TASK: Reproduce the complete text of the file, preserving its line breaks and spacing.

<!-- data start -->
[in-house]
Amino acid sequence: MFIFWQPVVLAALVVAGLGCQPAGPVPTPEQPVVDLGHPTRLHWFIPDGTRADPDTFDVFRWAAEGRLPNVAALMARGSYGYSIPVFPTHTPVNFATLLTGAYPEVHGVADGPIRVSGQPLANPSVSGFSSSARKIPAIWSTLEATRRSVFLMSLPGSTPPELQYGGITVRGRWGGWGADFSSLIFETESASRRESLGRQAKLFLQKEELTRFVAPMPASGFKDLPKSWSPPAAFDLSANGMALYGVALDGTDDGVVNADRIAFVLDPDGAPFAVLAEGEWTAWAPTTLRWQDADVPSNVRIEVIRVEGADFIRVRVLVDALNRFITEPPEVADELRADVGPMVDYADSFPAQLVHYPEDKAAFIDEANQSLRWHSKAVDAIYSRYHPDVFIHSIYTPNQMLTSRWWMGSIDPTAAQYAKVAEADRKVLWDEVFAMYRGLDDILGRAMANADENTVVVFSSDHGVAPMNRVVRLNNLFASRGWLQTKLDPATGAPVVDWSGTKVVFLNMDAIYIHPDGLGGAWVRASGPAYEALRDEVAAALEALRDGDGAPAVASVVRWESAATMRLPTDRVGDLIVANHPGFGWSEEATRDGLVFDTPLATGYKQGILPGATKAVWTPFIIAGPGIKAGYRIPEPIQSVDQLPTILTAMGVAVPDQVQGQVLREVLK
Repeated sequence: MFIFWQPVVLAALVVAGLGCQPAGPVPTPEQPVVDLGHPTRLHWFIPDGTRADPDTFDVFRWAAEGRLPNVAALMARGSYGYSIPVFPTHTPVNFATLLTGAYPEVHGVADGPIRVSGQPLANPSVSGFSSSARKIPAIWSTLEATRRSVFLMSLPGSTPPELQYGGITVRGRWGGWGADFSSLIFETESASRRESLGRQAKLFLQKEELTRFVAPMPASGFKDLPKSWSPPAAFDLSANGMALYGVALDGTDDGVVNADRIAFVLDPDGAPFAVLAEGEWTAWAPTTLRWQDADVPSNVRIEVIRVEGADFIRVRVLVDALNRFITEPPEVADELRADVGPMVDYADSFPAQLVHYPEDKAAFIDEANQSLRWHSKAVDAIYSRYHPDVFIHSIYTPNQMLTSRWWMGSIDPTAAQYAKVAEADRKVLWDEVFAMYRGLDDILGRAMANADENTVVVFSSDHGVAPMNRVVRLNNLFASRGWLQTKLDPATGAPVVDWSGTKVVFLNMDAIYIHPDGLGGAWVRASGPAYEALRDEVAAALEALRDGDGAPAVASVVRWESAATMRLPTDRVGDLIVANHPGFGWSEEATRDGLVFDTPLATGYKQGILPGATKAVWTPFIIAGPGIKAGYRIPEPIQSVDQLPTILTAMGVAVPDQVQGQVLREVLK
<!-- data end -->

[in-house]
Amino acid sequence: MFIFWQPVVLAALVVAGLGCQPAGPVPTPEQPVVDLGHPTRLHWFIPDGTRADPDTFDVFRWAAEGRLPNVAALMARGSYGYSIPVFPTHTPVNFATLLTGAYPEVHGVADGPIRVSGQPLANPSVSGFSSSARKIPAIWSTLEATRRSVFLMSLPGSTPPELQYGGITVRGRWGGWGADFSSLIFETESASRRESLGRQAKLFLQKEELTRFVAPMPASGFKDLPKSWSPPAAFDLSANGMALYGVALDGTDDGVVNADRIAFVLDPDGAPFAVLAEGEWTAWAPTTLRWQDADVPSNVRIEVIRVEGADFIRVRVLVDALNRFITEPPEVADELRADVGPMVDYADSFPAQLVHYPEDKAAFIDEANQSLRWHSKAVDAIYSRYHPDVFIHSIYTPNQMLTSRWWMGSIDPTAAQYAKVAEADRKVLWDEVFAMYRGLDDILGRAMANADENTVVVFSSDHGVAPMNRVVRLNNLFASRGWLQTKLDPATGAPVVDWSGTKVVFLNMDAIYIHPDGLGGAWVRASGPAYEALRDEVAAALEALRDGDGAPAVASVVRWESAATMRLPTDRVGDLIVANHPGFGWSEEATRDGLVFDTPLATGYKQGILPGATKAVWTPFIIAGPGIKAGYRIPEPIQSVDQLPTILTAMGVAVPDQVQGQVLREVLK
Repeated sequence: MFIFWQPVVLAALVVAGLGCQPAGPVPTPEQPVVDLGHPTRLHWFIPDGTRADPDTFDVFRWAAEGRLPNVAALMARGSYGYSIPVFPTHTPVNFATLLTGAYPEVHGVADGPIRVSGQPLANPSVSGFSSSARKIPAIWSTLEATRRSVFLMSLPGSTPPELQYGGITVRGRWGGWGADFSSLIFETESASRRESLGRQAKLFLQKEELTRFVAPMPASGFKDLPKSWSPPAAFDLSANGMALYGVALDGTDDGVVNADRIAFVLDPDGAPFAVLAEGEWTAWAPTTLRWQDADVPSNVRIEVIRVEGADFIRVRVLVDALNRFITEPPEVADELRADVGPMVDYADSFPAQLVHYPEDKAAFIDEANQSLRWHSKAVDAIYSRYHPDVFIHSIYTPNQMLTSRWWMGSIDPTAAQYAKVAEADRKVLWDEVFAMYRGLDDILGRAMANADENTVVVFSSDHGVAPMNRVVRLNNLFASRGWLQTKLDPATGAPVVDWSGTKVVFLNMDAIYIHPDGLGGAWVRASGPAYEALRDEVAAALEALRDGDGAPAVASVVRWESAATMRLPTDRVGDLIVANHPGFGWSEEATRDGLVFDTPLATGYKQGILPGATKAVWTPFIIAGPGIKAGYRIPEPIQSVDQLPTILTAMGVAVPDQVQGQVLREVLK